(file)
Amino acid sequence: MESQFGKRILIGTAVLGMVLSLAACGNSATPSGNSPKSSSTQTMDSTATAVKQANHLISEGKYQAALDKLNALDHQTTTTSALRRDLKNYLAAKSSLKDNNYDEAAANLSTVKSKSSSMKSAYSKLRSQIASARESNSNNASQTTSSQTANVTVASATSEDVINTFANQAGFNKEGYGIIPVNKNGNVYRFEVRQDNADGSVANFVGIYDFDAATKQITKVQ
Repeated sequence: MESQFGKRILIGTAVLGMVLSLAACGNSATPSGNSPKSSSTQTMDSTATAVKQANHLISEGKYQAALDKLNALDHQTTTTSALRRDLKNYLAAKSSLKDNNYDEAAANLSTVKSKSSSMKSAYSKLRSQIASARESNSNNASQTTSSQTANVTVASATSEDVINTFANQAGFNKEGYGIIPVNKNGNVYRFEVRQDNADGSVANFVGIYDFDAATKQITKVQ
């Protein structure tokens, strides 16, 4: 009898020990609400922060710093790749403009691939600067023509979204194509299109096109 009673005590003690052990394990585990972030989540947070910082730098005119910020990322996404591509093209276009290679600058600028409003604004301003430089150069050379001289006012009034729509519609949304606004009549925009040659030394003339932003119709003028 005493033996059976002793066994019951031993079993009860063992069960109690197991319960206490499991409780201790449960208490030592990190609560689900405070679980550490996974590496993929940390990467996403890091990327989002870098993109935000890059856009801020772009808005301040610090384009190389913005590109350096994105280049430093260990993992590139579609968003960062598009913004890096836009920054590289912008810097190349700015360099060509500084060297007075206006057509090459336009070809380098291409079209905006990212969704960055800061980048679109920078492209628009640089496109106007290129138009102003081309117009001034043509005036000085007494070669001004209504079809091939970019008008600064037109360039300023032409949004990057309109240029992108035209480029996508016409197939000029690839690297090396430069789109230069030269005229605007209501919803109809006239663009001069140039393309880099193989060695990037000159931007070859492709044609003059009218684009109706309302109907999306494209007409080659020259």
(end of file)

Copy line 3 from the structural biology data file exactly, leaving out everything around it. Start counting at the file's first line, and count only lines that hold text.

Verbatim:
């Protein structure tokens, strides 16, 4: 009898020990609400922060710093790749403009691939600067023509979204194509299109096109 009673005590003690052990394990585990972030989540947070910082730098005119910020990322996404591509093209276009290679600058600028409003604004301003430089150069050379001289006012009034729509519609949304606004009549925009040659030394003339932003119709003028 005493033996059976002793066994019951031993079993009860063992069960109690197991319960206490499991409780201790449960208490030592990190609560689900405070679980550490996974590496993929940390990467996403890091990327989002870098993109935000890059856009801020772009808005301040610090384009190389913005590109350096994105280049430093260990993992590139579609968003960062598009913004890096836009920054590289912008810097190349700015360099060509500084060297007075206006057509090459336009070809380098291409079209905006990212969704960055800061980048679109920078492209628009640089496109106007290129138009102003081309117009001034043509005036000085007494070669001004209504079809091939970019008008600064037109360039300023032409949004990057309109240029992108035209480029996508016409197939000029690839690297090396430069789109230069030269005229605007209501919803109809006239663009001069140039393309880099193989060695990037000159931007070859492709044609003059009218684009109706309302109907999306494209007409080659020259």